8 Ancient Writing Systems That Haven't Been Deciphered Yet The Indus Valley civilization was one of the most advanced in the world for more than 500 years, with more than a thousand settlements sprawling across 250,000 square miles of what is now Pakistan and northwest India from 2600 BCE to 1900 BCE. It had several large, well-planned cities like Mohenjo-daro, common iconography—and a script no one has been able to understand. Over at Nature, Andrew Robinson looks at the reasons why the Indus Valley script has been so difficult to crack, and details some recent attempts to decipher it.
Language Documentation & Conservation (LD&C) New! December 2014 Upload: 22 new articles, 2 book reviews and 1 ‘notes from the field’ added to Volume 8Special Publication No. 8: The Art and Practice of Grammar Writing, edited by Toshihide Nakayama and Keren Rice, is available here (published December 2014). Welcome to Language Documentation & Conservation (LD&C), a peer-reviewed, open-access journal sponsored by the National Foreign Language Resource Center and published exclusively in electronic form by the University of Hawaiʻi Press. We publish with no fees either for contributors or for readers. Please download our flyer (LDCflyer2014), or our poster (LDCposter2014) and help publicize LD&C. Thanks to Joel Bradshaw and Aidan Wilson for help in creating this website
the big collection of 50+ Blog Post Ideas Last time, we discussed how to choose a topic to blog about. I shared 5 great questions you can ask yourself to help identify where you can add a unique perspective to your readers. Let’s piggy-back on the finding-your-niche conversation and dive into how to come up with actual post ideas. Because lots of would-be bloggers get stuck on this part. You’ve probably heard it said, and believe me, Ryan + I say it all the time, producing great content is the key to blogging success. Future - The secret “anti-languages” you’re not supposed to know Could you erectify a luxurimole flackoblots? Have you hidden your chocolate cake from Penelope? Or maybe you’re just going to vada the bona omi? If you understand any of these sentences, you speak an English “anti-language”.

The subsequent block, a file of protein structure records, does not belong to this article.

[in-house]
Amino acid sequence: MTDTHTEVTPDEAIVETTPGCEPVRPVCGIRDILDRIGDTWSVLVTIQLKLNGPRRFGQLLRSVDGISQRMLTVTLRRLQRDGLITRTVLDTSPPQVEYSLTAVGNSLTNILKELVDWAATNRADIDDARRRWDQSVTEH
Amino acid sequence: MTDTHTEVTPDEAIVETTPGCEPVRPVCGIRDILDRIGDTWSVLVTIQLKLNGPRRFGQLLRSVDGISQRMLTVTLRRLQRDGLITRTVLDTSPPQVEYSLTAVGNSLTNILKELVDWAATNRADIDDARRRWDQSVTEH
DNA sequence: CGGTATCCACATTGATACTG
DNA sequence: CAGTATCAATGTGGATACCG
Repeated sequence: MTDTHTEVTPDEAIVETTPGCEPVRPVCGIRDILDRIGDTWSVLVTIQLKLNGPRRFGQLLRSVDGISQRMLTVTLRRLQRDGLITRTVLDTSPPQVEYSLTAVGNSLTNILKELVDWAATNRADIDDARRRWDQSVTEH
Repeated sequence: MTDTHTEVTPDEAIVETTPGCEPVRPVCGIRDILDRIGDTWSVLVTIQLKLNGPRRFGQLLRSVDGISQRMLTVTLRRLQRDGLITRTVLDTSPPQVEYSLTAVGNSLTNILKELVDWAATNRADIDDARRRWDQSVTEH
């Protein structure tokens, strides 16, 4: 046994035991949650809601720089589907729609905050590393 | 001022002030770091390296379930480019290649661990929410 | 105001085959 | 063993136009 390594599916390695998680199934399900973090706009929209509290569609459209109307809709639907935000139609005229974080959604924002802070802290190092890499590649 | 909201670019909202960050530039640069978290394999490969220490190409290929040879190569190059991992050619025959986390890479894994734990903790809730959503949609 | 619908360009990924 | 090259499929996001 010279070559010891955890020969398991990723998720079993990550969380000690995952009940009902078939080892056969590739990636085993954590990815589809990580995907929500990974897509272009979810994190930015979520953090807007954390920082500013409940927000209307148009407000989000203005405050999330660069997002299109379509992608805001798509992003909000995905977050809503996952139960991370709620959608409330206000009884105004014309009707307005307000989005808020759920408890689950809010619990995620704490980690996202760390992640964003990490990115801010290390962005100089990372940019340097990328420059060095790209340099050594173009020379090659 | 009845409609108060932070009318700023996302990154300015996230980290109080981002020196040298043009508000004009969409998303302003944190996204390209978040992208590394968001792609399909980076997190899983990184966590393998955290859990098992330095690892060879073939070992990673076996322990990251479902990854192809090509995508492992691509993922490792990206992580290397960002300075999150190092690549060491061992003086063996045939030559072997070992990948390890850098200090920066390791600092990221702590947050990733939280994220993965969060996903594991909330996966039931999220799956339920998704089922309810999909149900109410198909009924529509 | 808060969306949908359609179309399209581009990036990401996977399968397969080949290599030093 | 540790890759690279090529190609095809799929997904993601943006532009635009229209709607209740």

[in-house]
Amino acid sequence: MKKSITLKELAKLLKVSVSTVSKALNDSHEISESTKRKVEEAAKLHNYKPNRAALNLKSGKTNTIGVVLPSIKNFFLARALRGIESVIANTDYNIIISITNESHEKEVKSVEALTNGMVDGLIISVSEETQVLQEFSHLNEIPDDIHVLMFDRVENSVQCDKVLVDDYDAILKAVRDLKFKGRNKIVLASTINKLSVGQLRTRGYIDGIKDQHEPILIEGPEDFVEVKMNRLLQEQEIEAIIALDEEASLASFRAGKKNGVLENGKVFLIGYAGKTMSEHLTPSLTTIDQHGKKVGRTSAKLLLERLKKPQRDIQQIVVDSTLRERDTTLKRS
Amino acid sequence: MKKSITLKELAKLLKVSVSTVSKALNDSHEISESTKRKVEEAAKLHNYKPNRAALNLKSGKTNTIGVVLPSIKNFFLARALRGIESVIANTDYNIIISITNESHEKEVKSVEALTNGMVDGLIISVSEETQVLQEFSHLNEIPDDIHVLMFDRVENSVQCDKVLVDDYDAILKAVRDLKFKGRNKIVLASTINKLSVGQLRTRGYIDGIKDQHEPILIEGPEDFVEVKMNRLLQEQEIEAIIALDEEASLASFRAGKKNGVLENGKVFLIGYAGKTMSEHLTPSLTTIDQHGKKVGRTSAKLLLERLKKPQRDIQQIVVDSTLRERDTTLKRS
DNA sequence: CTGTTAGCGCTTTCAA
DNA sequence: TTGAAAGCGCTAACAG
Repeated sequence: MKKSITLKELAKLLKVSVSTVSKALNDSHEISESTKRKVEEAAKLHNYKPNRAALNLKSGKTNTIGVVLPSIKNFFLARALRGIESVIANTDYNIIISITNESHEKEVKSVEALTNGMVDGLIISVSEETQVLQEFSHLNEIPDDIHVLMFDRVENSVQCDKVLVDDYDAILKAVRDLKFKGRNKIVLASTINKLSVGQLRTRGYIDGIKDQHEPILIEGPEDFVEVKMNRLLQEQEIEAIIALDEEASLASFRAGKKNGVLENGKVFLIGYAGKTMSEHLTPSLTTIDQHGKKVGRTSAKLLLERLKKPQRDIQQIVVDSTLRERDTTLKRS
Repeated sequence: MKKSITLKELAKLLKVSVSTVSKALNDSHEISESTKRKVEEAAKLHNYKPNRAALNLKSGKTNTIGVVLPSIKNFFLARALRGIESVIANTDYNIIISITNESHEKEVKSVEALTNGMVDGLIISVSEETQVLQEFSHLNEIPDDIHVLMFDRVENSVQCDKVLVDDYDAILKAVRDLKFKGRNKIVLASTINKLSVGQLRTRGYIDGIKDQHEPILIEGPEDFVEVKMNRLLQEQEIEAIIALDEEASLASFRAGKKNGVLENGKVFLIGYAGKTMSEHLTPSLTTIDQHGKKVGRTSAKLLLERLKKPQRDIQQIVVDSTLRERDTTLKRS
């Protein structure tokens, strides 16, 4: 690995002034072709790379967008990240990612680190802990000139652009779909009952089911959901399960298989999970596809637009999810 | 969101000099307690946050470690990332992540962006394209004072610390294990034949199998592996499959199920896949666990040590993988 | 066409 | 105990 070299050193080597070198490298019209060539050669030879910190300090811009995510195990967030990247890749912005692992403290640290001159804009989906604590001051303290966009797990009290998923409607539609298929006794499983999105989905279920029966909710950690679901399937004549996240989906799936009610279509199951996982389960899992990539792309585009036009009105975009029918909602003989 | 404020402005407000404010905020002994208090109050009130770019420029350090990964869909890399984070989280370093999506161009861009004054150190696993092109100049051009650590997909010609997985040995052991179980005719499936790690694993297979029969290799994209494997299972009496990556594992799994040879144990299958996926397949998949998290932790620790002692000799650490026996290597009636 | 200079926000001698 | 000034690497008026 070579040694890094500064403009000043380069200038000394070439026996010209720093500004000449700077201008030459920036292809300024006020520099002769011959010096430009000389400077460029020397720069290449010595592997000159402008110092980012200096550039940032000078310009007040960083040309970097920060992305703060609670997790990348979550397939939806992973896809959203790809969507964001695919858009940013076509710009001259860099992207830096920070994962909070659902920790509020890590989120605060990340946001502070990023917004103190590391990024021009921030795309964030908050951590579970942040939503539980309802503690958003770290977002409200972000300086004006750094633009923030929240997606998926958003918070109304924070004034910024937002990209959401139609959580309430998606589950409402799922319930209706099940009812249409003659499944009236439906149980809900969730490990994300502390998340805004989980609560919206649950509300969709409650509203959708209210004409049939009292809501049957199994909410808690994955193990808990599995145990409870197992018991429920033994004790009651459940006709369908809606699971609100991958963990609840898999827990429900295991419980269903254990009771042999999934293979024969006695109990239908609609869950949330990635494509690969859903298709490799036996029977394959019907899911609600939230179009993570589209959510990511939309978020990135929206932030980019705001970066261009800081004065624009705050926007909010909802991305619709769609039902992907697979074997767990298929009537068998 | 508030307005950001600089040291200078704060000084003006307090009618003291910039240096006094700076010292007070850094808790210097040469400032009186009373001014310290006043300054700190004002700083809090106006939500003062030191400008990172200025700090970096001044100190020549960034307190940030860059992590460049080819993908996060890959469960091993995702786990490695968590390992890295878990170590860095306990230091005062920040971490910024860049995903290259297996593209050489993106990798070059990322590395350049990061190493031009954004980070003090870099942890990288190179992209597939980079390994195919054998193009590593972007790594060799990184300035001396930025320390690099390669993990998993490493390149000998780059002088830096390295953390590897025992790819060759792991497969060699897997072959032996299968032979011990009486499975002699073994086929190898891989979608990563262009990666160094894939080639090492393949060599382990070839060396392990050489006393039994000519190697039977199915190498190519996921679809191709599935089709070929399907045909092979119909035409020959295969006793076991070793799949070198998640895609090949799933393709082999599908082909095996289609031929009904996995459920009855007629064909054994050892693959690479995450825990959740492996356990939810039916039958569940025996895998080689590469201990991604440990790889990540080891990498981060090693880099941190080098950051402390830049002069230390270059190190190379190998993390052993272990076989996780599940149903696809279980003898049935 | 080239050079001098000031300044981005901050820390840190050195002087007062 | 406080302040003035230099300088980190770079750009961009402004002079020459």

Forget Google Translate: 3 Ways to Get an Accurate, Quick Translation Bad translations. We’ve all seen them. We’ve all laughed at them. Bullet Journal Instructions – Bullet Journal Now what? Congratulations, you’ve made it all the way through! Start by getting a notebook and trying out the system for a least two months. Also, check out the Bulletjournalist Blog and the Library. Lastly, sign up for the newsletter. Who, what, where etc… Ukindia Learn Sanskrit Lesson 1 Paperhelp to help you write papers Lesson 2 ..Home....Asian Books..Sanskrit lessons ( external)..Tamil.Gujarati. Punjabi. Hindi.Urdu.SanskritArabic.Greek.English. Russian. Hebrew..Mathematics